I recalled other adventures I had in most of the communities along that stretch of the road.  In the first town Stoddard, I recalled climbing the bluff on the North side of town to do an inspection of the Village’s drinking water storage concrete tank that had been built up on the bluff many years before.  There was no access road, so Rudy the water operator, guided me up the side of the bluff.  Rudy was a heavy smoker (and a decade or two older than me) and I worried that the climb to the top might give him a heart attack (and me as well). When we got to the tank Rudy realized he had forgotten the key to open the hatch, so he started climbing back down to get it. 

I took a look at the rusted old chain keeping the hatch sealed, picked up a rock and with one light blow broke the chain and had access to the tank and water within.   I called out to Rudy to forget about the key and later learned from the Village clerk that the City had had a history of acts of vandalism occurring up at the remote tower.  In previous years when they cleaned the tank out, they found everything from rocks and sticks, to assorted other junk.  Since this was the water that the Village residents had to drink, it seemed it was time to get the Village to build an access road to the tank so the water operator didn’t have to climb a mountain to keep an eye on it, and construct a fence around it to keep the vandals at bay. The Village gave me much grief over the expense of the project, but in the end they did complete the project and hopefully prevented the Village residents from having God knows what end up in their drinking water.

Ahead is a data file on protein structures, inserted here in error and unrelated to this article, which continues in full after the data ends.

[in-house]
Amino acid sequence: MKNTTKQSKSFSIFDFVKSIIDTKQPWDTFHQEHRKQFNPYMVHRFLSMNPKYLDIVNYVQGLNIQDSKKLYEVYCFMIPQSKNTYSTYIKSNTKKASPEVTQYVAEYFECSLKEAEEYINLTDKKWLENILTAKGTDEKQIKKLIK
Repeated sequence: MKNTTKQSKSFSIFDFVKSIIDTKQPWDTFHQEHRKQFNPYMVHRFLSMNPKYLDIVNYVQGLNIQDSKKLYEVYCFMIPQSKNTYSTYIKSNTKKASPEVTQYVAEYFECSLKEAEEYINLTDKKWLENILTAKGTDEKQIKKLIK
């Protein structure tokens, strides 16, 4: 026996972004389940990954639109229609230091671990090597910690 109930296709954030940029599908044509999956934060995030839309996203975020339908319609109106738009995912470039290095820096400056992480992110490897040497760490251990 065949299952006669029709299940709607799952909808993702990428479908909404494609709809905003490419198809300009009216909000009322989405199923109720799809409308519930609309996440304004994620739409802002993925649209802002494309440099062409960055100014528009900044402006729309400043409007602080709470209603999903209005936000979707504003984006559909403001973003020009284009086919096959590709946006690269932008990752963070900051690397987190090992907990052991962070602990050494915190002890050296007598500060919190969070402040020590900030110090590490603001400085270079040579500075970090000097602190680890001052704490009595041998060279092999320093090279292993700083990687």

On this trip, I pulled into the Stoddard Kwik Trip to replenish my supplies, and decided to plug the Ipod in to give me some momentum and cover some miles.  I had hopes of making it the 60 or 70 miles to Wyalusing State Park, located South of Prairie du Chien, and I had heard reports of a strong head wind and temperatures in the 80’s, so I would need all the help I could get if I was to make it that far.  Fortunately the road was relatively flat in this section of the trip and I made pretty good time. 

Rounding the corner into Genoa, the Dairyland Power coal fired and old small nuclear power plant dominated the horizon.  I recalled having to visit that plant as part of my old job duties, and it always made me a little bit nervous to realize that the old nuclear plant, although no longer operating, still contained the old nuclear fuel.  Fortunately it was a very small experimental plant that was not cost effective to operate so they shut it down, but since there was nowhere to dispose of the spent fuel, it still needs to be maintained at the facility.  It was also at the plant where I first got an inside tour of a power plant, and recall being overwhelmed by the complexity of what it takes to produce electricity and manage all the wastes that are generated in the process.   

I also debated stopping by the old water and wastewater operator from the Village of Genoa’s house to see if he was still in the area.  I had met Bob at his house numerous times in the past to conduct work, and gotten to know him pretty good through the years.  I wondered how he was doing, but despite the guilt, I kept on pedaling.  And pulled over for a quick rest stop at the Bad Axe Fish Hatchery located to the south of Genoa that was another facility I had worked with.  At first it seemed strange to me that there would be a concern about wastes from a fish hatchery, but as I got familiar with the operations, I came to realize that raising fish is not much different than raising other animals.  They produce a lot of waste, and if it isn’t managed properly, it causes water quality problems in the receiving waters.  They also use a lot of chemicals to treat the fish and rearing ponds that also can impact receiving streams.